John Blitheman

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Alias: William Blitheman


Born: c.1525

Died: 1591

Biography Blitheman was a priest, and probably also a singingman, at Christ Church, Oxford, from the end of February 1555 until at least 1578. A note by Bishop Tanner states that ‘John Blithman belonged to Christ Church quire, [and] seems to have been master of the choristers 1564.’ There is nothing in the Christ Church records either to confirm or refute this, although from 1569 onwards his name heads the list of lay clerks. He was also a Gentleman of the Chapel Royal: he first appears in the chapel lists on 13 December 1558 when he sang at the funeral of Queen Mary, probably as a fairly recent recruit, and remained a member until his death.

Blitheman’s will was proved on 25 May 1591, two days after his successor in the Chapel Royal had been appointed. Among a respectable tally of bequests he left £4 to the Sub-dean and Gentlemen of the Chapel Royal collectively, an extra £5 to the composer William Mundy, 20s. to Mundy’s wife, 40s. to the composer John Bull and 40s. to Robert Blytheman, vicar of Walgrave near Henley-on-Thames. His grave in St Nicholas Olave, Queenhithe, had an epitaph (now lost) which was recorded by Stowe:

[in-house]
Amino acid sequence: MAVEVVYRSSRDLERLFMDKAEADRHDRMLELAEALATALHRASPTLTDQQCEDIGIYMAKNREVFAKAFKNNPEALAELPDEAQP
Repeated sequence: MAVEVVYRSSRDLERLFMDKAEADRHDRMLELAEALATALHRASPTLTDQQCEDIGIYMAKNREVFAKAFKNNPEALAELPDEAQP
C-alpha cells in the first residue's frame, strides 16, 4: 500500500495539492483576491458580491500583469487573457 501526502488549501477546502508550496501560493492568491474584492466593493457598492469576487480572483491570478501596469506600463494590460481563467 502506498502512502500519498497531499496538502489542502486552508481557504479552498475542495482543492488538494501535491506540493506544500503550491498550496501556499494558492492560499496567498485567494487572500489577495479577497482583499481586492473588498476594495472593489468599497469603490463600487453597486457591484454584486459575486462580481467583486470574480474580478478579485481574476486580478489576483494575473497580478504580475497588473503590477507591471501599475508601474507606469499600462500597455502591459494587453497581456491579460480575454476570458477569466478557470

Heere Blitheman lies, a worthy wight who feared God above;
A friend to all, a foe to none whom rich and poore did love,
Of Prince’s Chaple gentleman, unto his dienge day;
Wher all toke greate delight to here him on the organs playe
Whose passing skill in musykes arte, a scholar left behinde
John Bull by name his master’s veyne expressing in eche kynde.
But nothing here continuethe longe, nor resting place can have;
His sowle departed hence to heven, his body here in grave.

In 1586 he supplicated for the degree of B.Mus., but there is no record of it being awarded.

The scribes who copied Blitheman’s music generally give only his surname. Only one musical source, the Fitzwilliam Virginal Book, quotes a christian name. There he is called William, but this is evidently an error. Other documents, including all the Chapel Royal references, are unanimous in calling him John.

[From Andrew Ashbee and David Lasocki assisted by Peter Holman and Fiona Kisby, A Biographical Dictionary of English Court Musicians 1485–1714 (2 vols, Aldershot, 1998), vol. 1, pp. 159–161.]

View the Wikipedia article on John Blitheman.

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